By virtue of Ireland’s shared heritage with the United Kingdom, Ireland has a common law legal system. However, unlike the UK, Ireland also has a written constitution. When Ireland achieved its independence in 1922, the Constitution provided that:
. . . extraordinary courts shall not be established save only such military courts as may be authorized by law for dealing with military offenders against military law. The jurisdiction of Military Tribunals shall not be extended to or exercised over the civil population save in time of war. . .[See article 70 of the Constitution of Irish Free State, 1922]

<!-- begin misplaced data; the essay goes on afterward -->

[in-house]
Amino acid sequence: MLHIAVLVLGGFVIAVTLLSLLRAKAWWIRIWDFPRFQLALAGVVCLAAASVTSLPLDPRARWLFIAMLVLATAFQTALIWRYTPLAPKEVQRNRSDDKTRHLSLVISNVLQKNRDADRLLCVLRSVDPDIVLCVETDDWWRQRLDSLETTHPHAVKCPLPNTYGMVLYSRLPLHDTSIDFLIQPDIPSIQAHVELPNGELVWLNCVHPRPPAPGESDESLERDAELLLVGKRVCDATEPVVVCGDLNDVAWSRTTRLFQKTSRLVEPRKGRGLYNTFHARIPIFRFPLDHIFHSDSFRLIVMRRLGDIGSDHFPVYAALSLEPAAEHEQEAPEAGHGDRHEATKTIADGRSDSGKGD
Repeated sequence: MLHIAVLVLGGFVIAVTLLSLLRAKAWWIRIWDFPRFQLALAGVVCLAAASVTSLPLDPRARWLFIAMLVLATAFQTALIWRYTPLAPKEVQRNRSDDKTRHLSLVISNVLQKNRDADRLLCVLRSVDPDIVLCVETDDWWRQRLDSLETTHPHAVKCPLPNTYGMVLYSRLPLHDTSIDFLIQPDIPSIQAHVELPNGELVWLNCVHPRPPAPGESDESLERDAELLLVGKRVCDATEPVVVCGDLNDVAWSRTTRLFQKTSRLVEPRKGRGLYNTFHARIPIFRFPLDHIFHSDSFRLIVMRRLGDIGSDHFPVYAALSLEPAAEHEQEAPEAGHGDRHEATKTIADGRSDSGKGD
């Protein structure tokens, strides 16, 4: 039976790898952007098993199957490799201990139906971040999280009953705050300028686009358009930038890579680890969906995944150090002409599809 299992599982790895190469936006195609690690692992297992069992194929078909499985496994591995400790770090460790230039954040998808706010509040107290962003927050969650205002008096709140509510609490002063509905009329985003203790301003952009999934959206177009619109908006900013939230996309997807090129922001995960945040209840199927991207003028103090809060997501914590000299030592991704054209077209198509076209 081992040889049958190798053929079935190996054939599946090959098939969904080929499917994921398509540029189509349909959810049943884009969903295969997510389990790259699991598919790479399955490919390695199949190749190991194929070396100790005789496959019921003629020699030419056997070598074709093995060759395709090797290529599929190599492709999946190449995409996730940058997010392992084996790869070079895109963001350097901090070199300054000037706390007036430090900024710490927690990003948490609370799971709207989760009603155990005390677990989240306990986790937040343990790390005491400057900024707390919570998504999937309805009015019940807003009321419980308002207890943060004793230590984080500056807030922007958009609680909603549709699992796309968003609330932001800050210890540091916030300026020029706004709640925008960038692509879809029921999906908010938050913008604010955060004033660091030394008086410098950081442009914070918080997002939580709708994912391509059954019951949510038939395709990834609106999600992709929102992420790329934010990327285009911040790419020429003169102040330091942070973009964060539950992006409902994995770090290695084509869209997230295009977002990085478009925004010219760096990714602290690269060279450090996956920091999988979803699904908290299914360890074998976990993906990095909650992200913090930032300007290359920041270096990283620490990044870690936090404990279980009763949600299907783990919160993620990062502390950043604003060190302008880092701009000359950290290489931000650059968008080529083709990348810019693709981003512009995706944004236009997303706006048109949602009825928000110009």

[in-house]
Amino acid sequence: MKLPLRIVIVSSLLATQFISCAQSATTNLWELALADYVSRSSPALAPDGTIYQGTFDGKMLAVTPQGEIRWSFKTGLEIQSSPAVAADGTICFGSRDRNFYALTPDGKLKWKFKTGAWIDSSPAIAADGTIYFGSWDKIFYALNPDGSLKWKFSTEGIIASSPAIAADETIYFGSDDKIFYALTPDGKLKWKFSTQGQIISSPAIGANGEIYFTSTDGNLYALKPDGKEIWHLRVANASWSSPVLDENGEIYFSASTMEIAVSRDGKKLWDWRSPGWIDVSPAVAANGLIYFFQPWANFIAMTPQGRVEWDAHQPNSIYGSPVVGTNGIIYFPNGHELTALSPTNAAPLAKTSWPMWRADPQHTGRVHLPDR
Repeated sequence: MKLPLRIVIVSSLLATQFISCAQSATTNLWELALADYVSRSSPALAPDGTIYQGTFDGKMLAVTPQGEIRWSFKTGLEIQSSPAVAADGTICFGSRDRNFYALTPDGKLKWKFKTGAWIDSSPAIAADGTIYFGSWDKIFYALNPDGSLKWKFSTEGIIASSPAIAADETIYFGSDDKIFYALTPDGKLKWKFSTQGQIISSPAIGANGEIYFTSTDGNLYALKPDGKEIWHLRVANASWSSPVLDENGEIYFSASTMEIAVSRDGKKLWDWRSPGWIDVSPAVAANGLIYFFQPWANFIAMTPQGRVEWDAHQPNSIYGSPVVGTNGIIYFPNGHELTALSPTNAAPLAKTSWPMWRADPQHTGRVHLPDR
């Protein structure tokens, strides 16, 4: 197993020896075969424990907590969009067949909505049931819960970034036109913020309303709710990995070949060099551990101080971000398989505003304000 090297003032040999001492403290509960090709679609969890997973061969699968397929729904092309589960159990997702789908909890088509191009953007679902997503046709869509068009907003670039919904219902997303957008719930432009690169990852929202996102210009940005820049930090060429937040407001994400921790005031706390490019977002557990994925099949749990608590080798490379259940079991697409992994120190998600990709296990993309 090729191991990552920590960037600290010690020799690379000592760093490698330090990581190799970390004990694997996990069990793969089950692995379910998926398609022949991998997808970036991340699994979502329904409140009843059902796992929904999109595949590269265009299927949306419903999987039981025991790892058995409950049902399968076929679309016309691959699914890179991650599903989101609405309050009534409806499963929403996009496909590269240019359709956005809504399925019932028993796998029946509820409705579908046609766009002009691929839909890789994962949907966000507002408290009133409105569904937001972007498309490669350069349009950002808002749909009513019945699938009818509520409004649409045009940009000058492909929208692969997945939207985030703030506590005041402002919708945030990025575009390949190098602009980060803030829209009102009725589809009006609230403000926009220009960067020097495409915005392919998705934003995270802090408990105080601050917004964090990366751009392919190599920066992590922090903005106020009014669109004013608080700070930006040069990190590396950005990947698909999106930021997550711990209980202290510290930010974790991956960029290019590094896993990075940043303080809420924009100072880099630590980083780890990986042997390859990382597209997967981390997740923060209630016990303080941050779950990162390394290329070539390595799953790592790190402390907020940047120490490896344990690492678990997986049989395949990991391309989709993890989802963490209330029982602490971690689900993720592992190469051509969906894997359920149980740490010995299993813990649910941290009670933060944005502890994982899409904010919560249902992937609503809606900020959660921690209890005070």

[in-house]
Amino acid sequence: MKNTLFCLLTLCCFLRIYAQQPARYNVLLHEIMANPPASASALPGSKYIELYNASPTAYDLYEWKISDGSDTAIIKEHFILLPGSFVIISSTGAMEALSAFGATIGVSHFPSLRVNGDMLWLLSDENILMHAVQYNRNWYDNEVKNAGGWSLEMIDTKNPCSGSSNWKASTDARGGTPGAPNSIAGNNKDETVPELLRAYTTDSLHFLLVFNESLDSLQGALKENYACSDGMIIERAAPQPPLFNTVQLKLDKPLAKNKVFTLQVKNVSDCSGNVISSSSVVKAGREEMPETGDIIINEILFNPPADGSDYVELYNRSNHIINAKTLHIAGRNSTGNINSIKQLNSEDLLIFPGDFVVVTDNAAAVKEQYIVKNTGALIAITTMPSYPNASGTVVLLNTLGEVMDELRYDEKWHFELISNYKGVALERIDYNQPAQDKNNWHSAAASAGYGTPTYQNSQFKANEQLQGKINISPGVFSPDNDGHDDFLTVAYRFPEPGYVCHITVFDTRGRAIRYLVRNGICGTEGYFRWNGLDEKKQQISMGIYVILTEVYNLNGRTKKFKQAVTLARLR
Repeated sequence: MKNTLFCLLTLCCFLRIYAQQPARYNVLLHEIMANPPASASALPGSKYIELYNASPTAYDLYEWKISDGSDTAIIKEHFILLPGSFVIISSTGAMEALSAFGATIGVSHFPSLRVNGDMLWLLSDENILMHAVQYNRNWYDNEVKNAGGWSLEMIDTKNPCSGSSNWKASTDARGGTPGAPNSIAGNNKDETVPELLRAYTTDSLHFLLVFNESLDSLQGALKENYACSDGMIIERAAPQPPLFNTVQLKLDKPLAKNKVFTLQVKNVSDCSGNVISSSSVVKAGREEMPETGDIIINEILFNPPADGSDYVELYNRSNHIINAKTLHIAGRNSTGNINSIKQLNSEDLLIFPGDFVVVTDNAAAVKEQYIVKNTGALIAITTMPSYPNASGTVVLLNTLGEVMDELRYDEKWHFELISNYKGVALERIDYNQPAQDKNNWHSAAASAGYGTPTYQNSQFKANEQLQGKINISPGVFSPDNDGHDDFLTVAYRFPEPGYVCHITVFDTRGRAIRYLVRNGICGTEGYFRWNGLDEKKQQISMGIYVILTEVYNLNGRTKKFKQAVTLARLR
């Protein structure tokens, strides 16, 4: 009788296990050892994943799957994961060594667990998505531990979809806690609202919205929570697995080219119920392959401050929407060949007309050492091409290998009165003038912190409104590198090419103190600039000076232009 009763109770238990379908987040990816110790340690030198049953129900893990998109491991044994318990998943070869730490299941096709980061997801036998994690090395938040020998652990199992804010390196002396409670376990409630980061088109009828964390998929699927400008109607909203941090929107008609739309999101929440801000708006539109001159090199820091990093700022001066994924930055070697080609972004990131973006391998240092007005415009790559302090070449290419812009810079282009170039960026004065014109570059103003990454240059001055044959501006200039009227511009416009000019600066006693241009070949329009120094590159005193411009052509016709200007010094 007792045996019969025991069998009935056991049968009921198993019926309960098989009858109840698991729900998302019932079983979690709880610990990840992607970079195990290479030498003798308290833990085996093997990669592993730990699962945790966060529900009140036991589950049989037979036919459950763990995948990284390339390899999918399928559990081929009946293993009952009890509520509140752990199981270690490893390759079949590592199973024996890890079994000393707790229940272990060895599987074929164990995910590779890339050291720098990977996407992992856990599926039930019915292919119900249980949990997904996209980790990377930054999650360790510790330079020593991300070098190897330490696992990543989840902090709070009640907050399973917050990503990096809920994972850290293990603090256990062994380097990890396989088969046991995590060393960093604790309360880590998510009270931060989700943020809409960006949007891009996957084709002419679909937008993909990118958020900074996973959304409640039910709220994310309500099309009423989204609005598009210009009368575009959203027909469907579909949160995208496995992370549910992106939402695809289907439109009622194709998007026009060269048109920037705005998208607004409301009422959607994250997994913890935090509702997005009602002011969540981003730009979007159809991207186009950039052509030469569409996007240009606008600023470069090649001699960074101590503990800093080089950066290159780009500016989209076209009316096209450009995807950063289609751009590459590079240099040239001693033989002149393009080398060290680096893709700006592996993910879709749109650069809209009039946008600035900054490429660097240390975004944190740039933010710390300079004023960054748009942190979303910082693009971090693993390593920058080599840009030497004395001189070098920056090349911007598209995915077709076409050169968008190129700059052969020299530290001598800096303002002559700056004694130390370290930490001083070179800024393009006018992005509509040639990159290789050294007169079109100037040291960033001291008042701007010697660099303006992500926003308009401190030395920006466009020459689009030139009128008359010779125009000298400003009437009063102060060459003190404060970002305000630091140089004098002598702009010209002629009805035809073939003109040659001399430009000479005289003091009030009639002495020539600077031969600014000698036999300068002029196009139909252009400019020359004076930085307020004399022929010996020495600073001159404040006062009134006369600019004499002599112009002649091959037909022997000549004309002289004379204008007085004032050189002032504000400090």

The attached 2008 article titled by Colonel Tony McCourt, Military Judge“Refined and Respected” provides a synthesis of the many reforms brought to the Irish Military Justice System up until that date. We will cover changes that have taken place since then in a subsequent post.
Post a Comment
Comments are subject to moderation and must be submitted under your real name. Anonymous comments will not be posted (even though the form seems to permit them).